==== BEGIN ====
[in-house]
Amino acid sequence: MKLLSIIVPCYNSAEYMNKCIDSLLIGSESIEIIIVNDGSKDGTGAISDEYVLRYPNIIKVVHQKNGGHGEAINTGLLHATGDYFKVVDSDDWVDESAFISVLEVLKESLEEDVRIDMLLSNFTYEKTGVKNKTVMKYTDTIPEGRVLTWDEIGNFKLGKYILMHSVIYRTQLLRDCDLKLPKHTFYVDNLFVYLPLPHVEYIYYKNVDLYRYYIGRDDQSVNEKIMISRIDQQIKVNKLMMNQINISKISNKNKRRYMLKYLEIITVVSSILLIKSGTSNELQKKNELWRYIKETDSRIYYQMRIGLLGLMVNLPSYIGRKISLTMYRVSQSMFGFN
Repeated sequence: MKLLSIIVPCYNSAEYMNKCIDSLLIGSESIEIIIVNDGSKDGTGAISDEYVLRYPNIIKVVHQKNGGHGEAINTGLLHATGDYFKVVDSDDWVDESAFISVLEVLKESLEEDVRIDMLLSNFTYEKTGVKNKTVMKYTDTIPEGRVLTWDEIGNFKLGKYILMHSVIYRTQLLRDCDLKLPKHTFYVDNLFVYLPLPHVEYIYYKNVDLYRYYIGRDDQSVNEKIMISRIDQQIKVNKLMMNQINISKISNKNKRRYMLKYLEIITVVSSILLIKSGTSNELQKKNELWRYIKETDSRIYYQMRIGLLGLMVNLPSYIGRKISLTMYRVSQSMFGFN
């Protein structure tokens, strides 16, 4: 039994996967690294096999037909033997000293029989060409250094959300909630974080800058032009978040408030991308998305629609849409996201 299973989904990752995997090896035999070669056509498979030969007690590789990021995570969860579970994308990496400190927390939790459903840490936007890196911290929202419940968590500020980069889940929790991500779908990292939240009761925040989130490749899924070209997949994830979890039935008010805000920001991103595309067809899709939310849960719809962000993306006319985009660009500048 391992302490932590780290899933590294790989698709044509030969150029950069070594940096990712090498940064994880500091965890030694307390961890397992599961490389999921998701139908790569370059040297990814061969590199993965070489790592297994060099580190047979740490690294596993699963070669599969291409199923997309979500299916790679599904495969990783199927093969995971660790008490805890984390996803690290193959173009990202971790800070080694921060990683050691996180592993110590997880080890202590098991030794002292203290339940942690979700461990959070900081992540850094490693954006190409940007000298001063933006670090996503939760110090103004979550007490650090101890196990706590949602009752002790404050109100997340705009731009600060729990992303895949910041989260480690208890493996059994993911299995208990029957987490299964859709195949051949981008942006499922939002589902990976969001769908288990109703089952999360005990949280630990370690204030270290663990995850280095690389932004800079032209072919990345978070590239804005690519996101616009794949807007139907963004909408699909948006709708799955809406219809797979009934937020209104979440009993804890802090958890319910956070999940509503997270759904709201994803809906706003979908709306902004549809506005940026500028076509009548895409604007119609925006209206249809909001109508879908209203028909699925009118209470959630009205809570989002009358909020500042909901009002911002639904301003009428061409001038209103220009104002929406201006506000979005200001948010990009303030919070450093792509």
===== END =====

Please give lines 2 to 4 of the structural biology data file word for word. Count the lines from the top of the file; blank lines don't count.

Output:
Amino acid sequence: MKLLSIIVPCYNSAEYMNKCIDSLLIGSESIEIIIVNDGSKDGTGAISDEYVLRYPNIIKVVHQKNGGHGEAINTGLLHATGDYFKVVDSDDWVDESAFISVLEVLKESLEEDVRIDMLLSNFTYEKTGVKNKTVMKYTDTIPEGRVLTWDEIGNFKLGKYILMHSVIYRTQLLRDCDLKLPKHTFYVDNLFVYLPLPHVEYIYYKNVDLYRYYIGRDDQSVNEKIMISRIDQQIKVNKLMMNQINISKISNKNKRRYMLKYLEIITVVSSILLIKSGTSNELQKKNELWRYIKETDSRIYYQMRIGLLGLMVNLPSYIGRKISLTMYRVSQSMFGFN
Repeated sequence: MKLLSIIVPCYNSAEYMNKCIDSLLIGSESIEIIIVNDGSKDGTGAISDEYVLRYPNIIKVVHQKNGGHGEAINTGLLHATGDYFKVVDSDDWVDESAFISVLEVLKESLEEDVRIDMLLSNFTYEKTGVKNKTVMKYTDTIPEGRVLTWDEIGNFKLGKYILMHSVIYRTQLLRDCDLKLPKHTFYVDNLFVYLPLPHVEYIYYKNVDLYRYYIGRDDQSVNEKIMISRIDQQIKVNKLMMNQINISKISNKNKRRYMLKYLEIITVVSSILLIKSGTSNELQKKNELWRYIKETDSRIYYQMRIGLLGLMVNLPSYIGRKISLTMYRVSQSMFGFN
């Protein structure tokens, strides 16, 4: 039994996967690294096999037909033997000293029989060409250094959300909630974080800058032009978040408030991308998305629609849409996201 299973989904990752995997090896035999070669056509498979030969007690590789990021995570969860579970994308990496400190927390939790459903840490936007890196911290929202419940968590500020980069889940929790991500779908990292939240009761925040989130490749899924070209997949994830979890039935008010805000920001991103595309067809899709939310849960719809962000993306006319985009660009500048 391992302490932590780290899933590294790989698709044509030969150029950069070594940096990712090498940064994880500091965890030694307390961890397992599961490389999921998701139908790569370059040297990814061969590199993965070489790592297994060099580190047979740490690294596993699963070669599969291409199923997309979500299916790679599904495969990783199927093969995971660790008490805890984390996803690290193959173009990202971790800070080694921060990683050691996180592993110590997880080890202590098991030794002292203290339940942690979700461990959070900081992540850094490693954006190409940007000298001063933006670090996503939760110090103004979550007490650090101890196990706590949602009752002790404050109100997340705009731009600060729990992303895949910041989260480690208890493996059994993911299995208990029957987490299964859709195949051949981008942006499922939002589902990976969001769908288990109703089952999360005990949280630990370690204030270290663990995850280095690389932004800079032209072919990345978070590239804005690519996101616009794949807007139907963004909408699909948006709708799955809406219809797979009934937020209104979440009993804890802090958890319910956070999940509503997270759904709201994803809906706003979908709306902004549809506005940026500028076509009548895409604007119609925006209206249809909001109508879908209203028909699925009118209470959630009205809570989002009358909020500042909901009002911002639904301003009428061409001038209103220009104002929406201006506000979005200001948010990009303030919070450093792509």